More Value

In school we have grades to measure our performance and in the workplace we have salaries.

Living without a traditional job for the past months, I’ve realized just how much of my identity has been wrapped up in a paycheck. It was harder than I anticipated to leave this marker of my worth (an income) behind. I began to wonder…Did I place too much value on price?

“Price is a public matter — a negotiation between supply and demand. A thing’s price is set in competition. So the price of a car is determined by how much some people want it, how much they are willing to pay, and how ready the manufacturer is to sell. It’s a public activity: lots of people are involved in the process, but your voice is almost never important in setting the price.

Value, on the other hand, is a personal, ethical and aesthetic judgment — assigned finally by individuals, and founded on their perceptiveness, wisdom and character.”*

In school we have grades to measure our performance and in the workplace we have salaries, all of which are ultimately determined by others. Opting out of these worlds for a time allowed me to recalibrate my worth according to my own definition. With a stricter budget and no job to dictate how I spent my time, I got really clear on what I value. Material comforts became less important and spiritual nourishment became primary.

In these months of unemployment I created a movement, I read great books, I began to dig deep for my purpose and identify what I was willing to give up for it. From the outside, my life has been anything but glamorous. I neglected to keep up with the latest fashions or dine at hip restaurants. In fact, I spend most of my days cooking simple meals at home and reading. I will eventually get another job or perhaps create one of my own, but I will never forget to ask whether the price paid is justified by the return. Is this thing, person, pursuit really necessary for me to lead a good life? If not, feel free to let go and mark it as a gain.

*From How to Worry Less About Money via Brain Pickings.

Advertisements

9 comments

    1. Thanks CP! Your friendship and partnership has definitely helped me grow in these new ways. Look forward to more discoveries to come, the journey has only just begun 😉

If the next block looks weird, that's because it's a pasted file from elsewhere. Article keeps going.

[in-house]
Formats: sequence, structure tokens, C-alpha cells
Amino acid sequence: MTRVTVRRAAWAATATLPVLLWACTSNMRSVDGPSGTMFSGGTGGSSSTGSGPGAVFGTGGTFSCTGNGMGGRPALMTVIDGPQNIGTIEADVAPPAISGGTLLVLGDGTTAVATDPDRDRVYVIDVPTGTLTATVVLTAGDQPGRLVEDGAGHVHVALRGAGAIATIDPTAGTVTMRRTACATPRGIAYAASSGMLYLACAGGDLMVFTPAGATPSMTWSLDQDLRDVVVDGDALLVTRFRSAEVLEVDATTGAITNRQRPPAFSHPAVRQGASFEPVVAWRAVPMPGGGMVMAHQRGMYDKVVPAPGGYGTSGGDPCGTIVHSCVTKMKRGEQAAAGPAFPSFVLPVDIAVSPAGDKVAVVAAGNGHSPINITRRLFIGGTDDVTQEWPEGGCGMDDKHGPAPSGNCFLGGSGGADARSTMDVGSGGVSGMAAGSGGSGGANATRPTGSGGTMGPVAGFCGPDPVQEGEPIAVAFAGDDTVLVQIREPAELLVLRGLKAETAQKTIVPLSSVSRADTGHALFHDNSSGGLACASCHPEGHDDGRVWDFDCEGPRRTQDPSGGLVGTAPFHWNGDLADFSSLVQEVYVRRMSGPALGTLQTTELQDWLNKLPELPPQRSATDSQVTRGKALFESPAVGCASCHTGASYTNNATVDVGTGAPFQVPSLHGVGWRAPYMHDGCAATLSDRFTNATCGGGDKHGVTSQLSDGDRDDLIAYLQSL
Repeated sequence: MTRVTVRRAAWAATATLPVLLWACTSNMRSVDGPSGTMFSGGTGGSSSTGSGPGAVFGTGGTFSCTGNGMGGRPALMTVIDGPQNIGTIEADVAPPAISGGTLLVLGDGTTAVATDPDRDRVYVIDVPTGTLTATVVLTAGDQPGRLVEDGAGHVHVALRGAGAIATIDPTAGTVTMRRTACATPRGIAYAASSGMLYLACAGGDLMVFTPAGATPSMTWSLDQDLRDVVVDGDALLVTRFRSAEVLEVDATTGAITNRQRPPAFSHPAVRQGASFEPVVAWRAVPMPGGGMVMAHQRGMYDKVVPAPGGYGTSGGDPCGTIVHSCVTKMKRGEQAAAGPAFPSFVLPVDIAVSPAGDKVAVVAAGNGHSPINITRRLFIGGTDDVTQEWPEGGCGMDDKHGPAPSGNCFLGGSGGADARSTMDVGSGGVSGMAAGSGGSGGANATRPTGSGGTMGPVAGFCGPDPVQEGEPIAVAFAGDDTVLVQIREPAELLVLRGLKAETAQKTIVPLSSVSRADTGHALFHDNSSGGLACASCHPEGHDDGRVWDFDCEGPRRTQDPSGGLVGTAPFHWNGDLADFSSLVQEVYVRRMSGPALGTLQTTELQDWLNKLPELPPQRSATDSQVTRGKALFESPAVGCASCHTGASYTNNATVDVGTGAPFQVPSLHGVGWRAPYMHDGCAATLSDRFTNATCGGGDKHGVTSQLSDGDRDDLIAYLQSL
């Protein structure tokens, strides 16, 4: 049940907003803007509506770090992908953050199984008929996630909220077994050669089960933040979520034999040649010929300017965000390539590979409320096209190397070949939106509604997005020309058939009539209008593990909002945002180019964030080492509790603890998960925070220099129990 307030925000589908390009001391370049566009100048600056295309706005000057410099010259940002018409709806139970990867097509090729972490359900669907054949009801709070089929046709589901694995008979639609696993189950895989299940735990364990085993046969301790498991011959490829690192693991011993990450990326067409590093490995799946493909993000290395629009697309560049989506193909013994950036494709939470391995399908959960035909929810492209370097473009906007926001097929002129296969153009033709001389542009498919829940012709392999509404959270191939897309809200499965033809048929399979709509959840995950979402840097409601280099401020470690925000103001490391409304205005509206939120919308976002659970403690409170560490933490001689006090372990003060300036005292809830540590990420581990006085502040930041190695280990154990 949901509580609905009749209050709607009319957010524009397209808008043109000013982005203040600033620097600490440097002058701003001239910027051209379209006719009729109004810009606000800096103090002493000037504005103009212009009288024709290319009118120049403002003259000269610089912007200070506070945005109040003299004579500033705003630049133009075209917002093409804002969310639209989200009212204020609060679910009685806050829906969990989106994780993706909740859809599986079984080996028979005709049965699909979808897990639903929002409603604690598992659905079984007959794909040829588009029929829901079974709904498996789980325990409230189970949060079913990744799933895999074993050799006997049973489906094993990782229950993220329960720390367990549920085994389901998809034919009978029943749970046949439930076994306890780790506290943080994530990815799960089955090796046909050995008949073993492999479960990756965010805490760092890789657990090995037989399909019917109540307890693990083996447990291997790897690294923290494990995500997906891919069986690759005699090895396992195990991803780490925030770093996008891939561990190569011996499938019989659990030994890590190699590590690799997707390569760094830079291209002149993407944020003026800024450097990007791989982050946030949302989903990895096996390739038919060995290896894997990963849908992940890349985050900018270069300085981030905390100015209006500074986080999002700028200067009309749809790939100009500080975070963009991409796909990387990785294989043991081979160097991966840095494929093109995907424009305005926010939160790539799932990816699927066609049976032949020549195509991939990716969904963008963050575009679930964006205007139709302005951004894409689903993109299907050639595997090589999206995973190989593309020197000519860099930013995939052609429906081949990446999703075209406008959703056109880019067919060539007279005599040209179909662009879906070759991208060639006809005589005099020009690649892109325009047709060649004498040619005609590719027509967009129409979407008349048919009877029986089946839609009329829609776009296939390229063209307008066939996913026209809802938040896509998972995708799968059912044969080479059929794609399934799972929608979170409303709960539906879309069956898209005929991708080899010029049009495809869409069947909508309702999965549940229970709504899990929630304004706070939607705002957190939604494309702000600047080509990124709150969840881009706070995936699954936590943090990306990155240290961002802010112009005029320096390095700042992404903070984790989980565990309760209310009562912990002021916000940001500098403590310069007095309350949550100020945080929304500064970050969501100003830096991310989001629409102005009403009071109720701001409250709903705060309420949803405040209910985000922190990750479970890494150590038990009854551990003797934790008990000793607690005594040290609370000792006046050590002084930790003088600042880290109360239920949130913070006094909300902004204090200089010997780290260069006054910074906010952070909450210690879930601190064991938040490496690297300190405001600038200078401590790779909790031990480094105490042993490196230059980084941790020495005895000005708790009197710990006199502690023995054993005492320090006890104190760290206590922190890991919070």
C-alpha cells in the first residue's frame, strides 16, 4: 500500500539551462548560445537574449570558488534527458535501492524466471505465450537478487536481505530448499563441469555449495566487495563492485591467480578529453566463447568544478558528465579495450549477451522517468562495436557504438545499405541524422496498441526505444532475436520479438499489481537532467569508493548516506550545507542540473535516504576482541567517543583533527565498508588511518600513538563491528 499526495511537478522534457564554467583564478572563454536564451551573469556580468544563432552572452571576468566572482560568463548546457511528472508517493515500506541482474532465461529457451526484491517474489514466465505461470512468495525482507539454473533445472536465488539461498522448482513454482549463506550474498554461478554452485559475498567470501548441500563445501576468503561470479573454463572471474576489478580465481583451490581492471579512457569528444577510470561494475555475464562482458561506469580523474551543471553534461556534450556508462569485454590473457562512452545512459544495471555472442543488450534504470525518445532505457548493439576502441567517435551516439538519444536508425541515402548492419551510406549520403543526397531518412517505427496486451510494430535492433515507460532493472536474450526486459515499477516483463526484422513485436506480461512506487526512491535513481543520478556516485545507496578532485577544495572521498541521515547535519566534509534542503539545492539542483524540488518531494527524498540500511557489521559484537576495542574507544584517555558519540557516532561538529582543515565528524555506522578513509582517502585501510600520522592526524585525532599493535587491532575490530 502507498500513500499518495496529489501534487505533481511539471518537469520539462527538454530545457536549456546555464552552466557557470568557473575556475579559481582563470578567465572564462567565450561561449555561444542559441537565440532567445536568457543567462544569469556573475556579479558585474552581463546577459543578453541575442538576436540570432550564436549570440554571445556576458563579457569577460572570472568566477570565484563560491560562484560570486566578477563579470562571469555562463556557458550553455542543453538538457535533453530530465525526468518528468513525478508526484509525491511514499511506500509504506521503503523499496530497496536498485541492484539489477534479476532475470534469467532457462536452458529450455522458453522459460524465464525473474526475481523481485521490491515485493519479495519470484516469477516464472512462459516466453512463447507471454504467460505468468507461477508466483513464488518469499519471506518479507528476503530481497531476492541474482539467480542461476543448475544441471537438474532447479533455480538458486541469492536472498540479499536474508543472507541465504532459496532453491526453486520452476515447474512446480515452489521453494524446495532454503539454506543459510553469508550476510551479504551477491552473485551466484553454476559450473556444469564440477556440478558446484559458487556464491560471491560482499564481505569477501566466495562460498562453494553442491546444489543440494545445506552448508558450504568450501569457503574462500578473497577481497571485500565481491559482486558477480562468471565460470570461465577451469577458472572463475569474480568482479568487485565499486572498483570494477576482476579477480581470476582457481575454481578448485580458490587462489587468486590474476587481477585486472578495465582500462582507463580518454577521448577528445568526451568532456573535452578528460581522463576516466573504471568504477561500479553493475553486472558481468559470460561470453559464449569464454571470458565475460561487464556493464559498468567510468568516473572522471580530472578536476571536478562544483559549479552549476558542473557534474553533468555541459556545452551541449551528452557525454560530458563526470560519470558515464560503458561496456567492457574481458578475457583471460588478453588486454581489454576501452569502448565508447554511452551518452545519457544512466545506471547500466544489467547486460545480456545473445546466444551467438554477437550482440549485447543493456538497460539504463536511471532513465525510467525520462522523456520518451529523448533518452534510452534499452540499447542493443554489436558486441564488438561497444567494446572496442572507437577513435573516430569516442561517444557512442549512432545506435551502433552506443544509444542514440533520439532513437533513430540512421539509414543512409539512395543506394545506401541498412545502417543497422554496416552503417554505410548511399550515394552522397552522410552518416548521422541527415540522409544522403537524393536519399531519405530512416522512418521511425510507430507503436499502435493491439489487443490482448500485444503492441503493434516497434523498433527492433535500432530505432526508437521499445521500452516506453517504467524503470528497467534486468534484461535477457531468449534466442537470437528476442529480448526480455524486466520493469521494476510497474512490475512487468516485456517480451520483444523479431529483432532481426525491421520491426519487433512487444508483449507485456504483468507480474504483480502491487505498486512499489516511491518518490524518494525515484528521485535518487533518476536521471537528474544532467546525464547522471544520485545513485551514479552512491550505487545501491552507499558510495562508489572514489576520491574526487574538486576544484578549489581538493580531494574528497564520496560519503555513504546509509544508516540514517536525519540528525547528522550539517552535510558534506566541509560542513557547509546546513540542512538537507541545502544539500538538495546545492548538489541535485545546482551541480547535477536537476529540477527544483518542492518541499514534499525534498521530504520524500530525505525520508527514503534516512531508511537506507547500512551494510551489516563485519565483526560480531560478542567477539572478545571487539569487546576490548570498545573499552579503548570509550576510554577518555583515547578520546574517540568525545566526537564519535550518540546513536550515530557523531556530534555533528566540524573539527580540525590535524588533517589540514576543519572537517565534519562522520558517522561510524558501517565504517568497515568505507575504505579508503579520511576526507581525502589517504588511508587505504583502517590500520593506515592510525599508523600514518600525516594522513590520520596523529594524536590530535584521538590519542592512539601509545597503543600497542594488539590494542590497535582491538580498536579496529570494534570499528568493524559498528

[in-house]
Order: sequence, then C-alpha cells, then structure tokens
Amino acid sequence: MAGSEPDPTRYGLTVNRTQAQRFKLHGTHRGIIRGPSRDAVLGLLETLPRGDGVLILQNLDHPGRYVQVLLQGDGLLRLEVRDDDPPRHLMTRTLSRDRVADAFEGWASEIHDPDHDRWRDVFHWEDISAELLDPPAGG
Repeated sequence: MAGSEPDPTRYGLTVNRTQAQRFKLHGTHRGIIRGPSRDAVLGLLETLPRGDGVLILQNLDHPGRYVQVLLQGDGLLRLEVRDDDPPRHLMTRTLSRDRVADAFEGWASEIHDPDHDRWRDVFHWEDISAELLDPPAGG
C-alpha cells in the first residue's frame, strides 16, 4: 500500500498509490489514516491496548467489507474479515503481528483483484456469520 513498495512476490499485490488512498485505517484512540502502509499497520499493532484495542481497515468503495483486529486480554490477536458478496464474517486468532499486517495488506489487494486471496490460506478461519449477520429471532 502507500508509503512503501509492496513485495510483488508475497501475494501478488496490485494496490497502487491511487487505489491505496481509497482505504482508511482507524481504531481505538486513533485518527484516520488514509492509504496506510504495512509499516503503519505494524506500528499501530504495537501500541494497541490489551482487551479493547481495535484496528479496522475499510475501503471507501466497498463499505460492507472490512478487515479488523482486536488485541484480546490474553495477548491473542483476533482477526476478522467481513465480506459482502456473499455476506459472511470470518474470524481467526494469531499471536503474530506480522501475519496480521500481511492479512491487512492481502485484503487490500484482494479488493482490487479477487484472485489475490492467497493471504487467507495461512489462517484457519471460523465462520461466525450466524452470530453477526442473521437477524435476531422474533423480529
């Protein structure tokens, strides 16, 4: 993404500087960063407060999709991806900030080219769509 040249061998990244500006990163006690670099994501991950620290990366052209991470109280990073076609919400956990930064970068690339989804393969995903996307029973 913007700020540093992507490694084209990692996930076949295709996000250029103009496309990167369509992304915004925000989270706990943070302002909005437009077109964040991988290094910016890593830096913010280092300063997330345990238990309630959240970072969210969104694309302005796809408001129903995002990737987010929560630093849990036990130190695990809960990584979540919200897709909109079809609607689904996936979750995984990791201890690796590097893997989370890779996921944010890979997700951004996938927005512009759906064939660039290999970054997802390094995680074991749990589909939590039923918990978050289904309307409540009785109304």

1. Absolutely! I think in a way those superficial markers kept me from finding deeper ways of connecting with others. It feels good to be able to let things like money and titles go and focus on real, long-lasting friendships. Loved the article!

  1. Hi Maryn, It’s been a continual process for me too. Even after all these years, it can be hard to separate my sense of worth from money. And more importantly, I believe my whole being craves to contribute and not working can put a big damper of that aspect of expression.

    Sounds like you are handling the process with more grace and wisdom. Congrats! 🙂

    1. Hi Brad – I think we are trained to think of our worth in terms of our salaries and titles, but it’s such an unsatisfying way to live because those things are so unstable and also not necessarily reflective of what we value. I understand about the need to contribute, but I think you are doing that with your kind words and thoughts…Thanks, as always, for your encouragement!

  2. Maryn,

    Good for you break free of the traditional and live more intentionally. I am interested to hear more about your journey, as I am looking forward to doing the same soon.

    I especially agree with John Armstrong’s statement, “We don’t want to reserve our central capacities for the margins and weekends of life.” I want to focus my prime time on that which is most important to me.

    best regards,
    John
    http://www.thehillofbeans.com

    1. Thanks for visiting John! I love that quote…This year has definitely been one of reevaluating what matters most. After years of becoming more independent financially, I finally took the leap and moved to a new city that is more suited to my lifestyle. Shortly thereafter I was able to leave my job and start a project I really care about.

      When I started letting go of what was unnecessary in my life, I made room for what I actually wanted. Of course, it’s all a process and I’m continually working at it. Look forward to hearing more about your journey and the exciting changes to come!

Leave a Reply

Fill in your details below or click an icon to log in:

WordPress.com Logo

You are commenting using your WordPress.com account. Log Out / Change )

Twitter picture

You are commenting using your Twitter account. Log Out / Change )

Facebook photo

You are commenting using your Facebook account. Log Out / Change )

Google+ photo

You are commenting using your Google+ account. Log Out / Change )

Connecting to %s